Getting Good At Digital Strategy

I wrote a post just over a year ago Things that I read (a response to a really nice email) that offered some recommendations on relevant readings for anybody interested in getting into digital marketing (or even marketing in general).

Tonight, I’m extending that post into the areas that I think anyone in digital can focus on to strengthen their strategic muscles.

First off – I need to say that I believe firmly in the idea that real strategy is NOT the determination of what channels or tactics need to be used in a given project, but the understanding of how a business works from its processes, to its people, to its technology, and ultimately – what it’s objectives are. If you’re armed with a full understanding of the above items, you’ll find the solutions can be cost effective and drive real business results like sales instead of awareness.

Without getting a grasp of the above, it’s planning work, but not strategy. And getting an understanding of people, process, technology, and measurable business objectives doesn’t come from reading about the latest technologies online, or what the hottest ad campaigns look like. It comes from asking good questions, and having been down similar paths a few times before. Which really means having experience across nearly every vertical in business.

So with that rant out of the way – here’s what I hope will be a good primer for anybody looking to become a strategist in the digital space (and I’m assuming others too, but I can only speak to the world I know).

1. Real World Experience

I’ve been reading countless resumes over the last few weeks in search for a Sr. Strategist within our digital practice at Environics Communications and while there have been many talented people in the list (at least on paper), very few of them seem to have any deep experience across key verticals in the marketing / communications industry. Specifically in automotive, finance, consumer package goods and tech.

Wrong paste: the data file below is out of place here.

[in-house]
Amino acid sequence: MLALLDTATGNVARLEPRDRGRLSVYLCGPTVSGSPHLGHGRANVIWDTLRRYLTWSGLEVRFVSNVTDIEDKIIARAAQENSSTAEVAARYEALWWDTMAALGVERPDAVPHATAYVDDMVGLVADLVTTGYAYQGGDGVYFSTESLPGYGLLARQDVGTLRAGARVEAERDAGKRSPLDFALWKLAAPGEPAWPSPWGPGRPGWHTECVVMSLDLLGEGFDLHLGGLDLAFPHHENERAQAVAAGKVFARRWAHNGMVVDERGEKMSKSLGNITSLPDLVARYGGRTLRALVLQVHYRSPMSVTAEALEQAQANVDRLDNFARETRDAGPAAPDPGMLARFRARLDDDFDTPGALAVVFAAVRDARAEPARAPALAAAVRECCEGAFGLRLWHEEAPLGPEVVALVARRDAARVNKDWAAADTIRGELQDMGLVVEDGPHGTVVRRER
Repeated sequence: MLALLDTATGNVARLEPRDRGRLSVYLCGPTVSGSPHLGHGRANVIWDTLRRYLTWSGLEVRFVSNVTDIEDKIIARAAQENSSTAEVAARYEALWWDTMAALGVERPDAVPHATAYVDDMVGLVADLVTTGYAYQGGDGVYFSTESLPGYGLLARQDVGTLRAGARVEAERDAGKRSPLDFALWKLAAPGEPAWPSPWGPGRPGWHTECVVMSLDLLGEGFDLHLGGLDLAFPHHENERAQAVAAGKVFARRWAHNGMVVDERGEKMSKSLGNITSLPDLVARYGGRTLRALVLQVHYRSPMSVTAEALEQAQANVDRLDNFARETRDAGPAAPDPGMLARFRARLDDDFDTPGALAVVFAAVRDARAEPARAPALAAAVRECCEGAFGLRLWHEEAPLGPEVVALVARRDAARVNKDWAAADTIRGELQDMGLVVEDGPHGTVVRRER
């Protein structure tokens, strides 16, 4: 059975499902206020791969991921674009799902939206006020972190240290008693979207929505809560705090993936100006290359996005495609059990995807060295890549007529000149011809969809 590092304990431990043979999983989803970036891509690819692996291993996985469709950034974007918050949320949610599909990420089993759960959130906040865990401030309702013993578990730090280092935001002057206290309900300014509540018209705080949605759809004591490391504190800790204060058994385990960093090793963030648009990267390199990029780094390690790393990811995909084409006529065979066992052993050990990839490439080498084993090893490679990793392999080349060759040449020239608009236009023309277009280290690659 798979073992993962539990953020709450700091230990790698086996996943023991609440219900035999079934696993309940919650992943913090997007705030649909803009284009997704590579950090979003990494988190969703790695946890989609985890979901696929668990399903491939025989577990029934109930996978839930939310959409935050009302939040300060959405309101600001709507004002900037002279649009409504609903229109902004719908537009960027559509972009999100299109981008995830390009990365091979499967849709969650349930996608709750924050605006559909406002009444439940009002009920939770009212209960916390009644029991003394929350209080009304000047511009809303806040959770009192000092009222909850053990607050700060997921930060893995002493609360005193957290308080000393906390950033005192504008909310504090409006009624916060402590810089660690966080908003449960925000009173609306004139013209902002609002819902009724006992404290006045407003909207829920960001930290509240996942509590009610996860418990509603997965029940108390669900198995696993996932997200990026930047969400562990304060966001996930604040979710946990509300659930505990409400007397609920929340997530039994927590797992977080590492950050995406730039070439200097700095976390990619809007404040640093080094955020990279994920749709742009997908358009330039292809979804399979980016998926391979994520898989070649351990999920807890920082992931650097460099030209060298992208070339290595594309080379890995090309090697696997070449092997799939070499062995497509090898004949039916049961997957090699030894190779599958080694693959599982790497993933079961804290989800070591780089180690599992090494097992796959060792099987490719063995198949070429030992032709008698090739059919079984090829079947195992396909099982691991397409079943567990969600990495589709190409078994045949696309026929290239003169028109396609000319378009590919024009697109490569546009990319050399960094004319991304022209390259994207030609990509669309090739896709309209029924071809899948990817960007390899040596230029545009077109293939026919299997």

In my experience, these are the toughest verticals to work in – clients are more demanding, budgets and timelines are under constant watch, and agency competition is fierce. If you have no experience in any of these verticals, or in just one or two, you may want to ask to be put on accounts that deal in these spaces.

2. Technical Prowess

Unfortunately, it’s all too easy to say that we understand technology today. It seems to be transparent and all around us from smartphone apps, to online tutorials on code and design, to articles from Mashable that talk about the latest startups. But the reality of technology is that it’s not nearly as sexy as we like to think it is. Don’t get me wrong – I’m a total nerd when it comes to this stuff, but I’ve also been fortunate enough to have worked directly with systems integrators on enterprise systems. The proud men and women who have to deal with all kinds of messy situations from rewriting other people’s code from the ground up, to figuring out why a login form doesn’t work on the back-end of a banking system that only 100 people will ever use.